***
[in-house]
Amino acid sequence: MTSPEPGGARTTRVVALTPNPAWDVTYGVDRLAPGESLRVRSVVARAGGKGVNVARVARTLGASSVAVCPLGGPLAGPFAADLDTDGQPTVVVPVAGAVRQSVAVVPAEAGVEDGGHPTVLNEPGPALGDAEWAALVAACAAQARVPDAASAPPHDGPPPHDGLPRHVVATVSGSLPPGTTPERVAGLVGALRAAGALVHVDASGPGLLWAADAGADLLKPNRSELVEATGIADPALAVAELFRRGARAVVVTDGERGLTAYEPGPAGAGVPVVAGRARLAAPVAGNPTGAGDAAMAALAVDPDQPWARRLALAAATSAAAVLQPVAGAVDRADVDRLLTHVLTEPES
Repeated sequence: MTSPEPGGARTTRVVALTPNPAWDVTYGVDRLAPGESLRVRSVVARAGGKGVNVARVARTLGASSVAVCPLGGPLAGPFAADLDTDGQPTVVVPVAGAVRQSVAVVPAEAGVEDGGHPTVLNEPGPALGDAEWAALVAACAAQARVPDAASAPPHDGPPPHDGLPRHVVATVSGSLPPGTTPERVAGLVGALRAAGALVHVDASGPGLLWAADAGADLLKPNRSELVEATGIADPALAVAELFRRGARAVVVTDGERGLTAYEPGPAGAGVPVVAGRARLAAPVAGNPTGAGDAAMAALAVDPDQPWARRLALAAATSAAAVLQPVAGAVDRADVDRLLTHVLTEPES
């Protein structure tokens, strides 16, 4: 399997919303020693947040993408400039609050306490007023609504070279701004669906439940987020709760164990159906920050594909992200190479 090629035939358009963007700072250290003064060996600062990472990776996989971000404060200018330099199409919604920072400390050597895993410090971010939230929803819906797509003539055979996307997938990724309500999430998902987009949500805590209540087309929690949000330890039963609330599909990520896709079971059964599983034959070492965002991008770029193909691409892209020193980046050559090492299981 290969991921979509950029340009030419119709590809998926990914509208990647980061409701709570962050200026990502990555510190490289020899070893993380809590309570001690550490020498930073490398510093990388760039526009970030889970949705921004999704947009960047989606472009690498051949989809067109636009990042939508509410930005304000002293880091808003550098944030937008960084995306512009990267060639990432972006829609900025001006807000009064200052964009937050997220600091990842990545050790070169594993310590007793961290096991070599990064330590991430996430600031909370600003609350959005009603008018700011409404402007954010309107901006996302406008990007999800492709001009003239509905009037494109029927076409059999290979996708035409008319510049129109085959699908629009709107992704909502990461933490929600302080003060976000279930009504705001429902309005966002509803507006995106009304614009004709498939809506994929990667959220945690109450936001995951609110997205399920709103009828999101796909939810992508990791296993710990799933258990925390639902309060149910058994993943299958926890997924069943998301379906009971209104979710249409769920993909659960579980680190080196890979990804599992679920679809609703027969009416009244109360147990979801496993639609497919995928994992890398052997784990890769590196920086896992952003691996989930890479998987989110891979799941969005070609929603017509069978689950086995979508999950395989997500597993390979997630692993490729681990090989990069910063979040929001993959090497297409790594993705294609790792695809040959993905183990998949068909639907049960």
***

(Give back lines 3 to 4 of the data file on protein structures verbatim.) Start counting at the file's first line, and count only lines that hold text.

Repeated sequence: MTSPEPGGARTTRVVALTPNPAWDVTYGVDRLAPGESLRVRSVVARAGGKGVNVARVARTLGASSVAVCPLGGPLAGPFAADLDTDGQPTVVVPVAGAVRQSVAVVPAEAGVEDGGHPTVLNEPGPALGDAEWAALVAACAAQARVPDAASAPPHDGPPPHDGLPRHVVATVSGSLPPGTTPERVAGLVGALRAAGALVHVDASGPGLLWAADAGADLLKPNRSELVEATGIADPALAVAELFRRGARAVVVTDGERGLTAYEPGPAGAGVPVVAGRARLAAPVAGNPTGAGDAAMAALAVDPDQPWARRLALAAATSAAAVLQPVAGAVDRADVDRLLTHVLTEPES
């Protein structure tokens, strides 16, 4: 399997919303020693947040993408400039609050306490007023609504070279701004669906439940987020709760164990159906920050594909992200190479 090629035939358009963007700072250290003064060996600062990472990776996989971000404060200018330099199409919604920072400390050597895993410090971010939230929803819906797509003539055979996307997938990724309500999430998902987009949500805590209540087309929690949000330890039963609330599909990520896709079971059964599983034959070492965002991008770029193909691409892209020193980046050559090492299981 290969991921979509950029340009030419119709590809998926990914509208990647980061409701709570962050200026990502990555510190490289020899070893993380809590309570001690550490020498930073490398510093990388760039526009970030889970949705921004999704947009960047989606472009690498051949989809067109636009990042939508509410930005304000002293880091808003550098944030937008960084995306512009990267060639990432972006829609900025001006807000009064200052964009937050997220600091990842990545050790070169594993310590007793961290096991070599990064330590991430996430600031909370600003609350959005009603008018700011409404402007954010309107901006996302406008990007999800492709001009003239509905009037494109029927076409059999290979996708035409008319510049129109085959699908629009709107992704909502990461933490929600302080003060976000279930009504705001429902309005966002509803507006995106009304614009004709498939809506994929990667959220945690109450936001995951609110997205399920709103009828999101796909939810992508990791296993710990799933258990925390639902309060149910058994993943299958926890997924069943998301379906009971209104979710249409769920993909659960579980680190080196890979990804599992679920679809609703027969009416009244109360147990979801496993639609497919995928994992890398052997784990890769590196920086896992952003691996989930890479998987989110891979799941969005070609929603017509069978689950086995979508999950395989997500597993390979997630692993490729681990090989990069910063979040929001993959090497297409790594993705294609790792695809040959993905183990998949068909639907049960």